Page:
I’m safe and well.
As most of you may know middle Tennessee has been devastated by floodwaters.
Fortunately, my house sits several hundred feet above the Harpeth River. All five families though who live within the Narrows of the Harpeth have been without electrical power for several days, now.
The flood waters rose above the only road in and out of Bell’s Bend of the Harpeth early Saturday morning, leaving us all stranded and inundating the home of a neighbor and friend who lives below me.
Adjoining his property is a 60-acre farm that houses horses. It too was completely flooded. Unfortunately, the owner of the farm lives on the other side of the Harpeth River. Sunday we were informed that there were possibly six horses locked in their stalls in the stable. By the time we began the rescue the stable had five feet of water in it and was nearly 300 feet from shore.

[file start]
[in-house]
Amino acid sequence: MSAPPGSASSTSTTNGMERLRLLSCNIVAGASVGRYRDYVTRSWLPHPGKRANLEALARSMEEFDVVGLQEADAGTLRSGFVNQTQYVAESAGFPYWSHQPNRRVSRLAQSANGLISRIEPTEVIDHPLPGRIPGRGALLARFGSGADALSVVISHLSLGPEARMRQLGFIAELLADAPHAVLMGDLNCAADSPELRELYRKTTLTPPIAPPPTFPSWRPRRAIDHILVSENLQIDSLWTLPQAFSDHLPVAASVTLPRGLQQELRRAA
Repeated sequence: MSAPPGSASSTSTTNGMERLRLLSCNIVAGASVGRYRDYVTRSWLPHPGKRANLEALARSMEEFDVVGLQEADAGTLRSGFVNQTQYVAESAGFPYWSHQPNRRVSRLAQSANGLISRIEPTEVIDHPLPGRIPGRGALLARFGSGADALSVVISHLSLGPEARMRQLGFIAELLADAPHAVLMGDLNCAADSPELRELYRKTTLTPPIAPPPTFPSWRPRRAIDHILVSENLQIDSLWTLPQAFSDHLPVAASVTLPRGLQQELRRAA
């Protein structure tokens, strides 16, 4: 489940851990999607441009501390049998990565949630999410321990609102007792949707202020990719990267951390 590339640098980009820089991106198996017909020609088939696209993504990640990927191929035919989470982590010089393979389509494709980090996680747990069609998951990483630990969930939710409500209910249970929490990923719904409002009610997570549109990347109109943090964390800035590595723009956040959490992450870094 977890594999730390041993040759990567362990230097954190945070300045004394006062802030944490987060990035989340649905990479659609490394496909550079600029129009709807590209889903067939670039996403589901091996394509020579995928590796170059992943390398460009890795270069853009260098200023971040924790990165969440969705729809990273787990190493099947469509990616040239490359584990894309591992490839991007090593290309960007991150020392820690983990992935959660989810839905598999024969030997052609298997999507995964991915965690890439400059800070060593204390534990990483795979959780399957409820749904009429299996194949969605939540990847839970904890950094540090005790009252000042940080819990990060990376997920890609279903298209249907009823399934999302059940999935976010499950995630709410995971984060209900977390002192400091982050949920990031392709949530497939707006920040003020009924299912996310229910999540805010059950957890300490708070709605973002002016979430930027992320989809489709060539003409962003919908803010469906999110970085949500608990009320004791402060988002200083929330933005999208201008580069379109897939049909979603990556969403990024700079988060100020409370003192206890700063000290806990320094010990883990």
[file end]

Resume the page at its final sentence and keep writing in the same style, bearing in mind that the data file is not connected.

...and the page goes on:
My nearest neighbor is Anthony Curtis. Anthony and I after some serious deliberation reluctantly decided to try and make our way out to the stable tethered to a 300-foot rappelling rope. The river current was very strong. The floodwater was shoulder high on the horses and disgustingly foul. Debris had collected with the current up against their stalls. Fortunately, just as we reached the stable, three young men in a rescue boat arrived out of nowhere. It took all five of us nearly two hours, but after some difficult and harrowing maneuvers we successful released all six horses.
The rain finally stopped Sunday night. By Monday morning the sky was clear and blue. I spent much of the day, yesterday, helping the neighbor below me clean out his house after the river subsided some. His father-in-law crossed the river in a boat and brought us a generator. He was going to take his daughter back across when out of the blue a rescue helicopter arrived.
The generator has allowed us to recharge both our cell phones and computers. Otherwise, I would not be writing this to you.
Thanks to all of you who have emailed me expressing your concern and good wishes.